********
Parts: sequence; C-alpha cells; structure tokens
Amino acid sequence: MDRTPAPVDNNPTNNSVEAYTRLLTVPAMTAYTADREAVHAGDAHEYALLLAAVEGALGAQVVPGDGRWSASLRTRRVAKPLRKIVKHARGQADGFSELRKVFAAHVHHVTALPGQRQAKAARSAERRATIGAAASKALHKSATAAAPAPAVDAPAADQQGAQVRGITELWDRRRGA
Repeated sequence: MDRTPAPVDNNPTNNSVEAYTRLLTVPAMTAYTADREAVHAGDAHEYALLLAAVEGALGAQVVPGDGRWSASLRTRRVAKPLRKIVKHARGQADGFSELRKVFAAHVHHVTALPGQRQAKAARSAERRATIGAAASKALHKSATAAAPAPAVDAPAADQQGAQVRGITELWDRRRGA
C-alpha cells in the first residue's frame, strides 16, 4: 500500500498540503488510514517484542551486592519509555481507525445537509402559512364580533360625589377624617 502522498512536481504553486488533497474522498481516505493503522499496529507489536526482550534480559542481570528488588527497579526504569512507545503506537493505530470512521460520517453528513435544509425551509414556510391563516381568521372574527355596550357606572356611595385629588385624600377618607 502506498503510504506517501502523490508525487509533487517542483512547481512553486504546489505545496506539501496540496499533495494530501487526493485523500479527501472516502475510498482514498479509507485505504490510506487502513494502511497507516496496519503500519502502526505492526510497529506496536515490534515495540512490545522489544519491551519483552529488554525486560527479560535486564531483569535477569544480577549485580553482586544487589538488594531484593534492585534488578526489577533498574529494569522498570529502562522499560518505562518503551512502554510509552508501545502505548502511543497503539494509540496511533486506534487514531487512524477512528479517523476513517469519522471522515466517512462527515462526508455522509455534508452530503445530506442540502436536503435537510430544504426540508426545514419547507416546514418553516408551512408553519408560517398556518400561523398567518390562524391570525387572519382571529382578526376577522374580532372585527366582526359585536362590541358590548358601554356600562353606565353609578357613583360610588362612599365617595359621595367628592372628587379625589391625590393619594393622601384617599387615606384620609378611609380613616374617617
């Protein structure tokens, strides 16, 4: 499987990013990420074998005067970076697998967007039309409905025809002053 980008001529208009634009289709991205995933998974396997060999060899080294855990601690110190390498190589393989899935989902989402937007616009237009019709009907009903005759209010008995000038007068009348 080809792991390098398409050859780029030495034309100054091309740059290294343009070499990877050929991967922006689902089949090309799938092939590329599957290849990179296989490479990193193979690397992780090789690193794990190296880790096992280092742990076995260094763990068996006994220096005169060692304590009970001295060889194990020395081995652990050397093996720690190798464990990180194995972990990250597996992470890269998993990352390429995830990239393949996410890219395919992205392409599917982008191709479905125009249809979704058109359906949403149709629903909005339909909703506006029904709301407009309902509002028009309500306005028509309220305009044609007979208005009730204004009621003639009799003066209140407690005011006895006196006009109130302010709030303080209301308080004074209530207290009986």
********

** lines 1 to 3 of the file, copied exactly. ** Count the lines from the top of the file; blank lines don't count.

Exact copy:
Parts: sequence; C-alpha cells; structure tokens
Amino acid sequence: MDRTPAPVDNNPTNNSVEAYTRLLTVPAMTAYTADREAVHAGDAHEYALLLAAVEGALGAQVVPGDGRWSASLRTRRVAKPLRKIVKHARGQADGFSELRKVFAAHVHHVTALPGQRQAKAARSAERRATIGAAASKALHKSATAAAPAPAVDAPAADQQGAQVRGITELWDRRRGA
Repeated sequence: MDRTPAPVDNNPTNNSVEAYTRLLTVPAMTAYTADREAVHAGDAHEYALLLAAVEGALGAQVVPGDGRWSASLRTRRVAKPLRKIVKHARGQADGFSELRKVFAAHVHHVTALPGQRQAKAARSAERRATIGAAASKALHKSATAAAPAPAVDAPAADQQGAQVRGITELWDRRRGA